By Charles Lam
By R. Scott Moxley
By Taylor Hamby
By Matt Coker
By R. Scott Moxley
By Charles Lam
By LP Hastings
By Taylor Hamby
Broke and unemployed from his job as a vinyl window installer, skinhead Ronald Lee Bray nonetheless preferred that a friend repay a debt, not with cash but with free cocktails. Why not? The July 6, 2006, evening at a Costa Mesa bar was an anniversary of sorts. One week earlier, Bray—a drug addict and petty thief with a long rap sheet—emerged from the Orange County Jail after a DUI arrest.
At the bar, Bray and his friend got wasted and then decided they weren't drunk enough. They walked to a 7-Eleven on Harbor Boulevard near Mesa Verde to purchase cigarettes and more booze. Bray later admitted that alcohol often triggered "blackouts" and, worse, anger "in my head."
Tommy (we're not using his full name) is a 28-year-old disabled African American who has been victimized repeatedly by white supremacists over the years. Once, they even stabbed him, causing a wound as emotional as it was physical. In hopes of avoiding the skinheads who roam Southern California, he'd moved to his current Costa Mesa neighborhood.
Sadly, his relocation was in vain. At a crosswalk near the 7-Eleven on Harbor, fate placed Tommy beside Bray, a 23-year-old 11th grade dropout.
"Are you ready to leave yet, nigger?" blurted Bray, whose prior stunts include stealing a tip jar from a pizza parlor, chronic vandalism, possession of 100 grams of marijuana and a drug-induced, high-speed car chase through Huntington Beach that qualifies for an episode of Cops.
"Go back to Compton," Bray added.
"I don't want any problems," replied Tommy, who attempted to flee in his wheelchair.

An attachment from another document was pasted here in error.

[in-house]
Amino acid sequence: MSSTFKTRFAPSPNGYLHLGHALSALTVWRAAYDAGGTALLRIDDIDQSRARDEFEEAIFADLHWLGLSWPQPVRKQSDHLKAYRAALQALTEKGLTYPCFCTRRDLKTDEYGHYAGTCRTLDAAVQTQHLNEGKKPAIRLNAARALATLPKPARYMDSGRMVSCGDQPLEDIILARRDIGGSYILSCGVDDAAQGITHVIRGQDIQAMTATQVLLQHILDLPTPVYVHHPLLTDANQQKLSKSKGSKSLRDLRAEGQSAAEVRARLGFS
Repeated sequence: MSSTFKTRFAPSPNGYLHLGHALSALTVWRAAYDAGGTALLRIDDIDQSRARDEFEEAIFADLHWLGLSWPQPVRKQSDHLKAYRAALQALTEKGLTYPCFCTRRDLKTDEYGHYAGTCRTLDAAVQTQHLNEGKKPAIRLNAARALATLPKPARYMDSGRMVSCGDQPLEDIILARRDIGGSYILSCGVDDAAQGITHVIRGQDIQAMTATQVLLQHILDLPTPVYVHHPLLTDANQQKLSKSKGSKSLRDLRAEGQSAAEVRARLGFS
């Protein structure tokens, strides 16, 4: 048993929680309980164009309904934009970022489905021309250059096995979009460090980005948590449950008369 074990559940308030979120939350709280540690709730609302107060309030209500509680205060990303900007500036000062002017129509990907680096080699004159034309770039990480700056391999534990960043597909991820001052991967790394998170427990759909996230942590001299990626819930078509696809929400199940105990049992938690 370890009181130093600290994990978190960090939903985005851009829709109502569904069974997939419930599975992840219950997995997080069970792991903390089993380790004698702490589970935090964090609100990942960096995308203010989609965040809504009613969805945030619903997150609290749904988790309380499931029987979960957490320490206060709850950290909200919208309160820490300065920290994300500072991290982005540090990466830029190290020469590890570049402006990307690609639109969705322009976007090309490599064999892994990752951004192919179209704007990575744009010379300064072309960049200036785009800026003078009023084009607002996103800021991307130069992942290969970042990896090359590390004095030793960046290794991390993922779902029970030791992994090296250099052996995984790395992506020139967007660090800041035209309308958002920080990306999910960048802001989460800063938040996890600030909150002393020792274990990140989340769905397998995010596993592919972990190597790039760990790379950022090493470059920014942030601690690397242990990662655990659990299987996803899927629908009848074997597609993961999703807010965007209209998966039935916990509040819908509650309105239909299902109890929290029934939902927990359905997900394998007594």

Bray—6-foot, two inches tall and 180 pounds—then spat in the black man's face and kicked him. The force of the blow almost knocked the handicapped man out of his wheelchair and into a utility pole. According to witnesses, Bray then yelled, "OC Skinheads, mother fucker!" before triumphantly entering the convenience store.
Tommy feared for his safety, a concern only heightened when Bray left the store and approached again.
"I thought I told you to leave, you fucking nigger," said Bray, who then spat a second time on the man before fleeing.
Stopped by police after a good Samaritan's 911 call, Bray explained that he thought he heard "someone" say, "Hey, fuck you," outside of the 7-Eleven. He admitted it wasn't Tommy, but he couldn't help that all "my rage then focused on the black guy and I said, 'Hey nigger, you need to go back to where you came from.'"
The crime drew the attention of prosecutor Scott Steiner, head of the district attorney's hate crimes unit. "This DA's office is not going to ignore or minimize hate crimes," said Steiner. "Some people claim these acts are little more than name calling. In fact, callous violence often follows and it turns a victim's life upside down."
But Bray tried to talk his way out of charges. Never mind his affiliation with a gang of racists, he said he wouldn't have committed a hate crime. He insisted he didn't remember kicking or spitting on Tommy. Any bigotry he exhibited could be blamed on alcohol. In fact, he volunteered that he's okay with interracial marriages—as long as the couples don't have children.
"My racism is phony," said Bray, who suggested his societal skills would be fine with a few counseling sessions.
* * *
Bray, now serving a 32-month prison sentence, isn't the type of character that the Anaheim-based Traditional Values Coalition (TVC) would ever acknowledge. In fact, the TVC recently attacked the Anti-Defamation League (ADL) for its January report on the rise of extremist hate groups operating in Orange County, California and nationwide. The TVC issued a statement calling the ADL "experts at propaganda" who are masterminding a "deceitful effort" using the "KKK and skinheads."
"TVC's research into the incidence of 'hate crimes' has consistently shown that there is very little substance to the claims of such groups as the ADL," said Andrea Lafferty, the group's executive director. "[The ADL's extremist group report is] an orchestrated effort to manipulate public opinion into supporting passage of a draconian 'hate crime' bill."
But unlike the TVC, whose staff live off of the proceeds of a well-oiled anti-gay direct mail machine, the ADL report isn't mere political posturing. For example, the group detailed the increasing activism of the Public Enemy Number 1 Death Squad (PEN1). The 350-member white supremacist gang formed in Long Beach in 1986 and its forte includes murder, illegal weapons, narcotics—especially methamphetamines—forgery, identity theft and aggravated assaults.